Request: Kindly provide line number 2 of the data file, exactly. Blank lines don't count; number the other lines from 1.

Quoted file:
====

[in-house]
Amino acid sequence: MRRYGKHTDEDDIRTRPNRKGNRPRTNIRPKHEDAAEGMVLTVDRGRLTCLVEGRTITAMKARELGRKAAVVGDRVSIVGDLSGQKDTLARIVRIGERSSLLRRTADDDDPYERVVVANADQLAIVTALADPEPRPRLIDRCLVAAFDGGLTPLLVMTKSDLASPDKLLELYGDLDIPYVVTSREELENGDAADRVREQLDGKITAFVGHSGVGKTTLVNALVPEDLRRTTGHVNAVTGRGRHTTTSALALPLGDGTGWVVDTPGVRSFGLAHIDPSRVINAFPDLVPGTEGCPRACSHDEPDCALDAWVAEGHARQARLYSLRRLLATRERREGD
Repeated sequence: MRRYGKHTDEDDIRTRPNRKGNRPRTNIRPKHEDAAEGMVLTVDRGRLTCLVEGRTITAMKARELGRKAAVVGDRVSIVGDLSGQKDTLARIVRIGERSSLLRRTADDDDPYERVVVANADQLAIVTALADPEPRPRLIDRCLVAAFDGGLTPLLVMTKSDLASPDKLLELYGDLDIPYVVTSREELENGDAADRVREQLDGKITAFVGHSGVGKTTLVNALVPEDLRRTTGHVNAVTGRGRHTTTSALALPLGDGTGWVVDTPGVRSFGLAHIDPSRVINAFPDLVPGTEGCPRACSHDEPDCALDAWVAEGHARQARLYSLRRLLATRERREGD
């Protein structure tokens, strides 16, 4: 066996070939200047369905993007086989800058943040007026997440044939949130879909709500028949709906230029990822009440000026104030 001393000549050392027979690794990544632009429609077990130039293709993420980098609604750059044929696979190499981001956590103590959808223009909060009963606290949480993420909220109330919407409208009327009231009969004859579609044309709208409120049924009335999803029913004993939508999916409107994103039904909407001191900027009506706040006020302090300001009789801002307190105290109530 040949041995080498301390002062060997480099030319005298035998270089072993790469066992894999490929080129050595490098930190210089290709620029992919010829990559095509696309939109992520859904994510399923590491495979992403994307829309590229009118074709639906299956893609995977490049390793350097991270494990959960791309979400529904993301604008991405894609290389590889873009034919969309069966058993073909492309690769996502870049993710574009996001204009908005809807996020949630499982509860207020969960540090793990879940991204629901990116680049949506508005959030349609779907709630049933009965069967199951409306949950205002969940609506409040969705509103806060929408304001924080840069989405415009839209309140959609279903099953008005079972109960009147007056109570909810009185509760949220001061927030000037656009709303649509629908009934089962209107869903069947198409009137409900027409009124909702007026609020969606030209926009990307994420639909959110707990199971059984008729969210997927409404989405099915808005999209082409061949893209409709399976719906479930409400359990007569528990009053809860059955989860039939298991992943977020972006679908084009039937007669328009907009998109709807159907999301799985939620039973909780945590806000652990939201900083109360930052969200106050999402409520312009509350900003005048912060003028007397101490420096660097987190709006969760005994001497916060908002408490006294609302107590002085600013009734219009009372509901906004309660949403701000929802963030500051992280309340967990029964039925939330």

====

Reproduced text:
Amino acid sequence: MRRYGKHTDEDDIRTRPNRKGNRPRTNIRPKHEDAAEGMVLTVDRGRLTCLVEGRTITAMKARELGRKAAVVGDRVSIVGDLSGQKDTLARIVRIGERSSLLRRTADDDDPYERVVVANADQLAIVTALADPEPRPRLIDRCLVAAFDGGLTPLLVMTKSDLASPDKLLELYGDLDIPYVVTSREELENGDAADRVREQLDGKITAFVGHSGVGKTTLVNALVPEDLRRTTGHVNAVTGRGRHTTTSALALPLGDGTGWVVDTPGVRSFGLAHIDPSRVINAFPDLVPGTEGCPRACSHDEPDCALDAWVAEGHARQARLYSLRRLLATRERREGD